dual Dual or Duals may refer to: Paired/two things * Dual (mathematics), a notion of paired concepts that mirror one another ** Dual (category theory), a formalization of mathematical duality ** . . . see more cases in :Duality theories * Dual ...
to pseudovectors in three dimensions. Since the angular velocity tensor ''W'' = ''W''(''t'') is a
skew-symmetric matrix In mathematics Mathematics (from Ancient Greek, Greek: ) includes the study of such topics as quantity (number theory), mathematical structure, structure (algebra), space (geometry), and calculus, change (mathematical analysis, analysis). I ...
: : W = \begin 0 & -\omega_z & \omega_y \\ \omega_z & 0 & -\omega_x \\ -\omega_y & \omega_x & 0\\ \end, its
Hodge dual In mathematics Mathematics (from Ancient Greek, Greek: ) includes the study of such topics as quantity (number theory), mathematical structure, structure (algebra), space (geometry), and calculus, change (mathematical analysis, analysis). It h ...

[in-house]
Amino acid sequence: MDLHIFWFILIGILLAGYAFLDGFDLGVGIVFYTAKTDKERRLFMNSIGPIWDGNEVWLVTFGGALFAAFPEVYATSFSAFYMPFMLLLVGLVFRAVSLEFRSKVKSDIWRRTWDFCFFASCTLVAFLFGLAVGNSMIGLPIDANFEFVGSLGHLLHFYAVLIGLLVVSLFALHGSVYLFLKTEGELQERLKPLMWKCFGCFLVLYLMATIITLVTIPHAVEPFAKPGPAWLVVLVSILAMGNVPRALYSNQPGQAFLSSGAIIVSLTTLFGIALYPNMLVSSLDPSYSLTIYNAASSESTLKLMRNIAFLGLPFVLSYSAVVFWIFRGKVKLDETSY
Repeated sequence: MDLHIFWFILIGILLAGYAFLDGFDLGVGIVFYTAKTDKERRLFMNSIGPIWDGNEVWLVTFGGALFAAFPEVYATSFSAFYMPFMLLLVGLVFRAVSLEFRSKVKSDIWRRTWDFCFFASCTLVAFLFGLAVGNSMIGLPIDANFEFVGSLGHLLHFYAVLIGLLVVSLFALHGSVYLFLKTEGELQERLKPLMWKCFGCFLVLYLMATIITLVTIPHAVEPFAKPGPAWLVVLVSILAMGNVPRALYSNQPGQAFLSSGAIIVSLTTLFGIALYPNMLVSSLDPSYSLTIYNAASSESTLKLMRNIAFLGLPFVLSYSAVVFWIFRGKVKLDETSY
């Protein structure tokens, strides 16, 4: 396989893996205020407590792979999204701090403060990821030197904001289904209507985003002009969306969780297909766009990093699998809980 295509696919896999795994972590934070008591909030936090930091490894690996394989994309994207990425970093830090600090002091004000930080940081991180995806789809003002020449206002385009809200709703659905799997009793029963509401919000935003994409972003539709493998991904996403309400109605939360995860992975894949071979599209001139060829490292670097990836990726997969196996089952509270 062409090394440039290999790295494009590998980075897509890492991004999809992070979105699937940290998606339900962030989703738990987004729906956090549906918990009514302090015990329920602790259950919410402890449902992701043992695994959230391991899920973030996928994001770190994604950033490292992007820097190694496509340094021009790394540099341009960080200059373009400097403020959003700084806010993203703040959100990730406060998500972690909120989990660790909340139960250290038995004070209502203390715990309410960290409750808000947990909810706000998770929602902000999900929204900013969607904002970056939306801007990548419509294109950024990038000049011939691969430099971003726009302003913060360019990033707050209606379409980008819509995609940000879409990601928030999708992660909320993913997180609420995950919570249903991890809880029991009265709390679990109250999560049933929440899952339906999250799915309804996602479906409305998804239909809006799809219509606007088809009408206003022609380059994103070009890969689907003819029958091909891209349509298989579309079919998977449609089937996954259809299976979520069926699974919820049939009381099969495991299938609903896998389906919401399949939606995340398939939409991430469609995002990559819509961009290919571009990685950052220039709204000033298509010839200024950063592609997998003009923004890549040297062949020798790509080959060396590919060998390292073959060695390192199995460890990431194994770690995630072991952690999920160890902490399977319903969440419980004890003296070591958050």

is a vector, which is precisely the previous angular velocity vector \boldsymbol\omega= omega_x,\omega_y,\omega_z/math>.


Exponential of ''W''

If we know an initial frame ''A''(0) and we are given a ''constant'' angular velocity tensor ''W'', we can obtain ''A''(''t'') for any given ''t''. Recall the matrix differential equation: : \frac = W \cdot A . This equation can be integrated to give: : A(t) = e^A(0) , which shows a connection with the
Lie group In mathematics Mathematics (from Greek: ) includes the study of such topics as numbers (arithmetic and number theory), formulas and related structures (algebra), shapes and spaces in which they are contained (geometry), and quantities a ...
of rotations.


''W'' is skew-symmetric

We prove that angular velocity tensor is skew symmetric, i.e. W = \frac \cdot A^\text satisfies W^\text = -W. A rotation matrix ''A'' is orthogonal, inverse to its transpose, so we have I=A\cdot A^\text. For A=A(t) a frame matrix, taking the time derivative of the equation gives: : 0=\fracA^\text+A\frac Applying the formula (A B)^\text=B^\textA^\text, : 0 = \fracA^\text+\left(\frac A^\text\right)^\text = W + W^\text Thus, ''W'' is the negative of its transpose, which implies it is skew symmetric.


Coordinate-free description

At any instant t, the angular velocity tensor represents a linear map between the position vector \mathbf(t) and the velocity vectors \mathbf(t) of a point on a rigid body rotating around the origin: : \mathbf = W\mathbf . The relation between this linear map and the angular velocity